Peter Temple's The Broken Shore was published last year to rave reviews, including mine for the SMH, and it's just won the Colin Roderick Award for 2005. This award is given by the Foundation for Australian Literary Studies at James Cook University for the best Australian book, in any genre, published in the previous calendar year: The Broken Shore won out over, among other shortlisted things, Kate Grenville's The Secret River and Tim Flannery's The Weather Makers.
As I can no longer find my review online, I reproduce it here in an attempt to lure anyone who hasn't read this book yet to do so at the first opportunity.
Synchronistically, if that is a word, this news comes within days of my stumbling over another rave review of Temple, this time of Identity Theory which I haven't read, at the blog Head Butler, where Jesse Kornbluth says this. But in the meantime, here's mine from last year:
The Broken Shore
By Peter Temple
Text Publishing, 320pp, $29.95
Detective Senior Sergeant Joe Cashin, badly damaged in the line of duty, has been seconded to a job in the relative quiet of his childhood home town on the southern coast of Victoria. When he isn’t walking his two black standard poodles through the countryside or trying to find a comfortable position for his damaged body in a chair or on the floor while he listens to opera, Cashin spends his non-work time planning the rebuilding of the ancestral ruin in which he lives.
But then a highly respected and well-heeled local is found dead in his own home, and the body shows the marks of torture. The evidence points to three Aboriginal boys from the local community, but it soon starts to look as if there might be quite a different story behind this murder.
It’s hard to know where to start praising this book. Plot, style, setting and characters are all startlingly good, and even lovers of crime fiction will recognise that Temple has taken his writing beyond the usual boundaries of that admirable genre, though it still follows the mainstream conventions. There’s the idiosyncratic detective, a troubled loner with signature tastes in music, alcohol and/or books. There’s the tight plot full of red herrings and false trails, and the deft interweaving of a romance sub-plot involving a suitably foxy heroine. And there are some very, very horrible moments as the action unfolds.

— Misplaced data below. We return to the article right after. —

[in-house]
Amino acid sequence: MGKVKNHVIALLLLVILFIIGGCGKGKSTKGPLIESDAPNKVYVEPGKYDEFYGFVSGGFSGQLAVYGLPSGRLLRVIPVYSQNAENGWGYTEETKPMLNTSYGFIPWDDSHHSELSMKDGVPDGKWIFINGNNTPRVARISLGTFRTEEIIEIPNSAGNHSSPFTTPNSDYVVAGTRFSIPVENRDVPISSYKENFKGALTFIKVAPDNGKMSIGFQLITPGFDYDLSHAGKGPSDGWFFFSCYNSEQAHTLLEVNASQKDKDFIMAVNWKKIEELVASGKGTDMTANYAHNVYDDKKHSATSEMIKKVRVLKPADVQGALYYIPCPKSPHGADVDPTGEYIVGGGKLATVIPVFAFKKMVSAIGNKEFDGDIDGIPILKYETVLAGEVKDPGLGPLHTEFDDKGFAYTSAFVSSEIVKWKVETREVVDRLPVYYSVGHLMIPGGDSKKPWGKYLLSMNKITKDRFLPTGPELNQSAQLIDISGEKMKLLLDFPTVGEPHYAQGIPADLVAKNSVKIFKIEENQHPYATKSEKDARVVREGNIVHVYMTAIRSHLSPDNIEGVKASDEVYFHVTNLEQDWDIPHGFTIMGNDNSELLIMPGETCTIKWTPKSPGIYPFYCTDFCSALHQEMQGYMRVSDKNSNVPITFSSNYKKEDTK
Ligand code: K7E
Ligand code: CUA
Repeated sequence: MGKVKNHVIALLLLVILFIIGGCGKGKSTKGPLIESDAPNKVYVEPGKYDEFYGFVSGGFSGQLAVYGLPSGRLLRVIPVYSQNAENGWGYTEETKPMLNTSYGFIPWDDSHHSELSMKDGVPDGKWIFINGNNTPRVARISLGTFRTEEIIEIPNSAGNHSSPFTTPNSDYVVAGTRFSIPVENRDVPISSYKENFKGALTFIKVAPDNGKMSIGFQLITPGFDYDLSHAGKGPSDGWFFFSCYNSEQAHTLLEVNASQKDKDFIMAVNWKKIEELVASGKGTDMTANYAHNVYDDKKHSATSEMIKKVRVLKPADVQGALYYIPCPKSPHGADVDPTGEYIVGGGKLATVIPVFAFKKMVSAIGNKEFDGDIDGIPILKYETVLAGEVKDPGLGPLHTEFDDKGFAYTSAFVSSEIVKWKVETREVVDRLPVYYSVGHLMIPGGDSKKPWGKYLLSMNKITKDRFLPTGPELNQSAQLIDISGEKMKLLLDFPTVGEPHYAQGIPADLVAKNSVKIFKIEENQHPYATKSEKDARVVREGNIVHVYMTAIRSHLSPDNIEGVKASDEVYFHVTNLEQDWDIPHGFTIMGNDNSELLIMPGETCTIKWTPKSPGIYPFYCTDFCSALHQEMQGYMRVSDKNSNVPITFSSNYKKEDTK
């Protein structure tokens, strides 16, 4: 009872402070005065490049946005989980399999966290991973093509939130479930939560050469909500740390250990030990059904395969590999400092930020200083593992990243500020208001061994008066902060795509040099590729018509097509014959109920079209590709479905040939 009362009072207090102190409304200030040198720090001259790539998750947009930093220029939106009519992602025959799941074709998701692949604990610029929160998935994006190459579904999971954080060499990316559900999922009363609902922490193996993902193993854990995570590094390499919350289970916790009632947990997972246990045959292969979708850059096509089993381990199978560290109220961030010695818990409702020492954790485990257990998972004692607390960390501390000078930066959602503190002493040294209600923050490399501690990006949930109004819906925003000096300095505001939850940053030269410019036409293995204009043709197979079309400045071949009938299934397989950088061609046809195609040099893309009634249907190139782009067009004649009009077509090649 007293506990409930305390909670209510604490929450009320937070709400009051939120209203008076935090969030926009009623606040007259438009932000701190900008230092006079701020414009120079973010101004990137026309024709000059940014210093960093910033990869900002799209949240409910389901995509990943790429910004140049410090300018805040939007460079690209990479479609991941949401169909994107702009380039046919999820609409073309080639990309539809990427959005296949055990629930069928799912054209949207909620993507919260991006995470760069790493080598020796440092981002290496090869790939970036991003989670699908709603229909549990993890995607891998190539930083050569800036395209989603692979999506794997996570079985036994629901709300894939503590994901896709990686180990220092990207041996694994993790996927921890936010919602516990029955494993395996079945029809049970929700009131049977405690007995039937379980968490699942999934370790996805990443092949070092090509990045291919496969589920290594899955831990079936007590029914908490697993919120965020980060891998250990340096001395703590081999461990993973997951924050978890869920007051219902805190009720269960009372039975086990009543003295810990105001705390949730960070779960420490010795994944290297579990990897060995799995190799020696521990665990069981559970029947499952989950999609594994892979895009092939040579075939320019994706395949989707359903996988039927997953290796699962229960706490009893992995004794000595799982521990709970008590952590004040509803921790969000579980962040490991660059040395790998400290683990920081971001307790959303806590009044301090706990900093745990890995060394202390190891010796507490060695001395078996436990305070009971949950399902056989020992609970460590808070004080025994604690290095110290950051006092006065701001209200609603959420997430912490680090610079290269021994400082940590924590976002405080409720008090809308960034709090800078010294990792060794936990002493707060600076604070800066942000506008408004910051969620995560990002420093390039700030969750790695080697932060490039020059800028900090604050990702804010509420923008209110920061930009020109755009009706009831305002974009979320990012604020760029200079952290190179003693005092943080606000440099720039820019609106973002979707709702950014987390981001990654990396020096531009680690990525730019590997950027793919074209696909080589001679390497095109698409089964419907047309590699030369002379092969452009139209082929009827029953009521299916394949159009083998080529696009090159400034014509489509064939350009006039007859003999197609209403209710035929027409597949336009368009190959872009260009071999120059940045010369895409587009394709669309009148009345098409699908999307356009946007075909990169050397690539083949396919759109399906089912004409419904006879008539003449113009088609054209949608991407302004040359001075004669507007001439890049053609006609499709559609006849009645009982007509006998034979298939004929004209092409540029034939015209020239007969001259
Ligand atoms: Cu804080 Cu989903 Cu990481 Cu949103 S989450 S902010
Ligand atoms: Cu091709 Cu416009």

Temple’s greatest gift is for the creation of his characters: their back-stories are sketched in with great economy and clarity, their general cast of mind is conveyed through small details, and their motivations are revealed detail by small detail. But most of all, Temple has an astonishing skill in conveying the feeling between his characters: the slow accretions of trust, the red haze of hatred, the fine strands of hostility in the weave of desire. When this book is made into a movie – and it will be – the real test for the actors will be in the two-handed scenes where they have to play off each other, because the emotional currents running between the various characters are so deep and strong as to be almost visible.
Temple has an acute ear for the speech patterns of a certain kind of Australian man. Although the story is not actually told in the first person, we see events from Cashin’s point of view so the style tends to be that of the character’s own very Australian inner voice, laconic to the point of occasional incomprehensibility, its humour deadpan and drier than a chip. When Cashin and his colleague Dove notice a bit of casual private-schoolboy bullying as they pass in the street – itself a briefly eloquent counterpoint to the wasted lives of the Aboriginal boys – Dove says ‘Year ten mugging class. Been out on a prac.’
There’s also plenty of action, much of it gruesome, some of it comic. There are remarkable evocations of landscape and cityscape, in which recognisable parts of Australia melt imperceptibly into fictional ones: Temple’s Melbourne is half invented, half real, as though you could turn down an alley off Lygon Street and suddenly find yourself in one of his plots. There are also some spectacular set pieces; the scene in the abandoned theatre is brilliant and chilling, a passage of suspense and horror that’s played out in silence and leaves much of the worst to the reader’s imagination.
The subject matter combines two of the most dark and dangerous undercurrents in contemporary Australian society: the status and treatment of the Aboriginal population, and the emergence of long-buried stories of institutional sexual abuse. Temple writes about these things with enough insight and passion to make the reader ask exactly where the boundary lies between genre fiction and ‘serious’ literary fiction. The Broken Shore is one of those watershed books that make you re-think your ideas about reading.